Three grants are now available to help Hawaii’s landowners fortify their wildfire defenses.

Landowners now have a chance to get a piece of federal funding to help fight fire risk and restore landscapes across Hawaii.

The application window is open for three grant programs attacking different facets of Hawaii’s wildfire issue: landscape-scale restoration, community wildfire defense, and the wildland-urban Interface.

Federal funding from the U.S. Forest Service will be administered by Hawaii’s Division of Forestry and Wildlife, which falls under the state Department of Land and Natural Resources.

The Honolulu Fire Department works on putting out a fire Monday, Sept. 25, 2023, at Dillingham Ranch in Mokuleia. (Kevin Fujii/Civil Beat/2023)
The Honolulu Fire Department worked on putting out a fire Monday at Dillingham Ranch in Mokuleia. (Kevin Fujii/Civil Beat/2023)

Landscape-scale restoration grants will apply to priority areas and topics that fall under the Hawaii Forest Action Plan and will also be worth up to $300,000. Grant applications must address the risk of wildfire, improve wildlife habitats or mitigate invasive species, among others. Applications will be accepted until Oct. 16.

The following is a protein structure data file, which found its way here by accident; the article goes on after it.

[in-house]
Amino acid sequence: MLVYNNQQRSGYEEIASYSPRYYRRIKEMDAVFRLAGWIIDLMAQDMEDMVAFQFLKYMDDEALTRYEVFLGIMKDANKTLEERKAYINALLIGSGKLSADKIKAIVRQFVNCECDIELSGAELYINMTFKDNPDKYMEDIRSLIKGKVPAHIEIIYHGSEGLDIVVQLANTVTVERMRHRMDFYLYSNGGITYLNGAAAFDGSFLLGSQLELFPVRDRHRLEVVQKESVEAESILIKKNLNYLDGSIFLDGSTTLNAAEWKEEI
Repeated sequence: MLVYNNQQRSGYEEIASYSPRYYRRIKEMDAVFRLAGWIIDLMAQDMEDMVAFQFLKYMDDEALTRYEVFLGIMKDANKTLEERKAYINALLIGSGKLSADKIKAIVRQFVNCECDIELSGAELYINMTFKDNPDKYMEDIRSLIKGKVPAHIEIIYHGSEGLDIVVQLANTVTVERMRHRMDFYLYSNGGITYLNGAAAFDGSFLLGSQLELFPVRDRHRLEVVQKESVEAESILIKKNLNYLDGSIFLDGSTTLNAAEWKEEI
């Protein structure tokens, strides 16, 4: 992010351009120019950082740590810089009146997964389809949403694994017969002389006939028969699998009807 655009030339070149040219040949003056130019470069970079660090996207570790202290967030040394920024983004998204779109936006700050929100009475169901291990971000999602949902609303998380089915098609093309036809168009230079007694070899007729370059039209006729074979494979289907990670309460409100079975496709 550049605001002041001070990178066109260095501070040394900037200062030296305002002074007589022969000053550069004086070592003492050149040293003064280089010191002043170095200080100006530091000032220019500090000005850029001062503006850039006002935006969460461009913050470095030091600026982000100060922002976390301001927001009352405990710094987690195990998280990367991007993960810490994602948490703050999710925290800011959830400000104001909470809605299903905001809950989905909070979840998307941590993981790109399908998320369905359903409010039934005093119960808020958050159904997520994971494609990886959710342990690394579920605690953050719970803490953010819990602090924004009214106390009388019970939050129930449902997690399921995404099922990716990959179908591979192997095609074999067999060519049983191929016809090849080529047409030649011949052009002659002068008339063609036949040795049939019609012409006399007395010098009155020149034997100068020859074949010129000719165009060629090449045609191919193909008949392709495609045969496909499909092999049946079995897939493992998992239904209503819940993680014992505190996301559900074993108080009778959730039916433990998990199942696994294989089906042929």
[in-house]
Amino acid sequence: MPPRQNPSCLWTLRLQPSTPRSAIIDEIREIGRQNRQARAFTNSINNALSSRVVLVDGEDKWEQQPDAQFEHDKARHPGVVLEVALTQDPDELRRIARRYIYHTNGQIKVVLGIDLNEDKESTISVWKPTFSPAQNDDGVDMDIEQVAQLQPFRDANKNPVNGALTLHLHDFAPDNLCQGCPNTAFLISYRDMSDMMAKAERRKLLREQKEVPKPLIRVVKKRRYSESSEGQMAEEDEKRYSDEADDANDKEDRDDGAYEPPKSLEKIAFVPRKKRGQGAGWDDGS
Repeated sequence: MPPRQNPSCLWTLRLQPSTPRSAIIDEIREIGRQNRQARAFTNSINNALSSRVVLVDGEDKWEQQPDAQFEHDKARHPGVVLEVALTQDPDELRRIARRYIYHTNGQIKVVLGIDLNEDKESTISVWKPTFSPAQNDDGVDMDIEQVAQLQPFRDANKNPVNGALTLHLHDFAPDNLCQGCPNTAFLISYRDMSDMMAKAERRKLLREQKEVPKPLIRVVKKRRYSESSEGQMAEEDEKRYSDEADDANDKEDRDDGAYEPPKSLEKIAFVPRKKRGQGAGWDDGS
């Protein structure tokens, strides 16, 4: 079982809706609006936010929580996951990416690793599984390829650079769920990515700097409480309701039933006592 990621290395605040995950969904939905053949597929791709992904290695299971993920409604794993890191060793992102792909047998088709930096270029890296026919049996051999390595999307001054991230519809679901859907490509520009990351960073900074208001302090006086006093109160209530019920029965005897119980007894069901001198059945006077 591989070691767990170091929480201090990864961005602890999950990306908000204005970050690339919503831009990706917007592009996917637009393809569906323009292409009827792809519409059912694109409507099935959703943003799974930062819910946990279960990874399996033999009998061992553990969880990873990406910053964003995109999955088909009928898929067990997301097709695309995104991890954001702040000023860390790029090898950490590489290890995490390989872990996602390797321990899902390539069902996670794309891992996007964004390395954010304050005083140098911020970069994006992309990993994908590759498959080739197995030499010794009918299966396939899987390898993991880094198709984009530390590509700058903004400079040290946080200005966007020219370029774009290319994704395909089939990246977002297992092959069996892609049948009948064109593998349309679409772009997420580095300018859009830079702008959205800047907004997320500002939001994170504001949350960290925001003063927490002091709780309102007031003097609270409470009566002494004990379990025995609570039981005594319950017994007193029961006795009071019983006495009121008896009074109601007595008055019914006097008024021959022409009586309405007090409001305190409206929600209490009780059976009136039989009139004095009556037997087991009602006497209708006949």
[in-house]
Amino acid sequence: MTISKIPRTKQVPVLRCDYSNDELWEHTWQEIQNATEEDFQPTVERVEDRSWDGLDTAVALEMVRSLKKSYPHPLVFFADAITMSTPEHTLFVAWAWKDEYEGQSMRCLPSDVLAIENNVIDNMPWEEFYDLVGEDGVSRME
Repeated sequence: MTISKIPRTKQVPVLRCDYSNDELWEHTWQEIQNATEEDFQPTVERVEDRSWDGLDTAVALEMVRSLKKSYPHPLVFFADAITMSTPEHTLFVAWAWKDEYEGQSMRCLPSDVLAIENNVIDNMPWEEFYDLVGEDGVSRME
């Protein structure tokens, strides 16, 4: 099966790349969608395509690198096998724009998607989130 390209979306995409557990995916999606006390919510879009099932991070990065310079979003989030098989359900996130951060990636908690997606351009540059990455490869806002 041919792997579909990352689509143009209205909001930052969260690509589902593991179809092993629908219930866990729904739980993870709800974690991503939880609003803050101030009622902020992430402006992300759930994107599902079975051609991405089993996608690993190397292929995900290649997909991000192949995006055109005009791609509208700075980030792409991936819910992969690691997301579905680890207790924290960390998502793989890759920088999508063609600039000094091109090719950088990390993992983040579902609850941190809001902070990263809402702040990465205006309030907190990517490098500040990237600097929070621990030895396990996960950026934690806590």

The Community Wildfire Defense grants will fund up to $250,000 to update and revise community wildfire protection plans, and projects that stem from those plans can receive up to $10 million. Applications close Oct. 21.

For projects that fall under the Community Wildfire Defense grants, the community protection plans must be less than 10 years old.

All of Hawaii’s counties received funding from the U.S. Forest Service in March to update their community protection plans, amounting to about $420,000.

Hawaii’s community plans were last updated up to eight years ago.

Meanwhile, the up-to $300,000 Wildland-Urban Interface grants will be open until Jan. 5 and are intended to fund vegetation and fire fuels management, assessment and planning, education and wildfire monitoring.

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